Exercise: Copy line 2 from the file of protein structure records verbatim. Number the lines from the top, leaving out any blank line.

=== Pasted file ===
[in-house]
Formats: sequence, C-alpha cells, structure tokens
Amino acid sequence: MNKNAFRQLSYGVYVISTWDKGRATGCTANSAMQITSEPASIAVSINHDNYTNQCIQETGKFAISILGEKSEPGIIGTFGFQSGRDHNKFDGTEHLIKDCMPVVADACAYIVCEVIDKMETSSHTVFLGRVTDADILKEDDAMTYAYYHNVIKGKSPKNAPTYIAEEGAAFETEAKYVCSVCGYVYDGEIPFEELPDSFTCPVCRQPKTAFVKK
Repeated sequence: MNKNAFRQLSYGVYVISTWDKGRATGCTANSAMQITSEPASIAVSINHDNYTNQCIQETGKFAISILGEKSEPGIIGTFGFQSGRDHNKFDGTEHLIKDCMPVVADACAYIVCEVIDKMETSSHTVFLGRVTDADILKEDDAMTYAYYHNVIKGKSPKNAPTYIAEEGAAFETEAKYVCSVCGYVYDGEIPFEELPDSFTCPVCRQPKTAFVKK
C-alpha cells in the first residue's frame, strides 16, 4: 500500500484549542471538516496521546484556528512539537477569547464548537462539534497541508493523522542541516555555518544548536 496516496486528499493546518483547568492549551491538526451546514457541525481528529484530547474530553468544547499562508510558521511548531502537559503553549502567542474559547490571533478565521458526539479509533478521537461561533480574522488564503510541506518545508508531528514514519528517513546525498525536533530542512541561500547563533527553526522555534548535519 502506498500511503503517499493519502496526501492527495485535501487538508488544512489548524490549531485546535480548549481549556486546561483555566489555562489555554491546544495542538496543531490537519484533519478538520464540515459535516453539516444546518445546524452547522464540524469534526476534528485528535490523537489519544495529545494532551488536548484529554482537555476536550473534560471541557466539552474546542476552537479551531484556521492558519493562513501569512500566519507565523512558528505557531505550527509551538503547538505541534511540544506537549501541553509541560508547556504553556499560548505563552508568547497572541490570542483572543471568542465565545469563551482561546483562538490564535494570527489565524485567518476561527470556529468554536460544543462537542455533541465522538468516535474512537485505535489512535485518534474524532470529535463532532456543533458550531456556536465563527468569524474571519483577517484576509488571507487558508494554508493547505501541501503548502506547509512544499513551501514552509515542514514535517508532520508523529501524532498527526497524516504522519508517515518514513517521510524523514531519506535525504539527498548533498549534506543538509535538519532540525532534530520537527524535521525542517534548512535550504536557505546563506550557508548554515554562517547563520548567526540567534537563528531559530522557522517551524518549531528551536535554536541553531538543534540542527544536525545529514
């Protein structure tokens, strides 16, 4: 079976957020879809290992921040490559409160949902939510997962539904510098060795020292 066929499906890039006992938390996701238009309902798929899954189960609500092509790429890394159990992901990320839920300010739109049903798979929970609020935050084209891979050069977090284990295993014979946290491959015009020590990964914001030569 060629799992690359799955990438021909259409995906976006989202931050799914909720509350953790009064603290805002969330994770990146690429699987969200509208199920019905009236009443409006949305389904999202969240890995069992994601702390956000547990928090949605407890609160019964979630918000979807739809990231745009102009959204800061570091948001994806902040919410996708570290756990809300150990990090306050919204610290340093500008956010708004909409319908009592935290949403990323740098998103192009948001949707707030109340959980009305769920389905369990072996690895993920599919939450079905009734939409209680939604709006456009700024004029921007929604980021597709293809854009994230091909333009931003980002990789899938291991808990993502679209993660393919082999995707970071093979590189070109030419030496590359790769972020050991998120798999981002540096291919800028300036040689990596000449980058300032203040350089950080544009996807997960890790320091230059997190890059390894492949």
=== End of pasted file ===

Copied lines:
Formats: sequence, C-alpha cells, structure tokens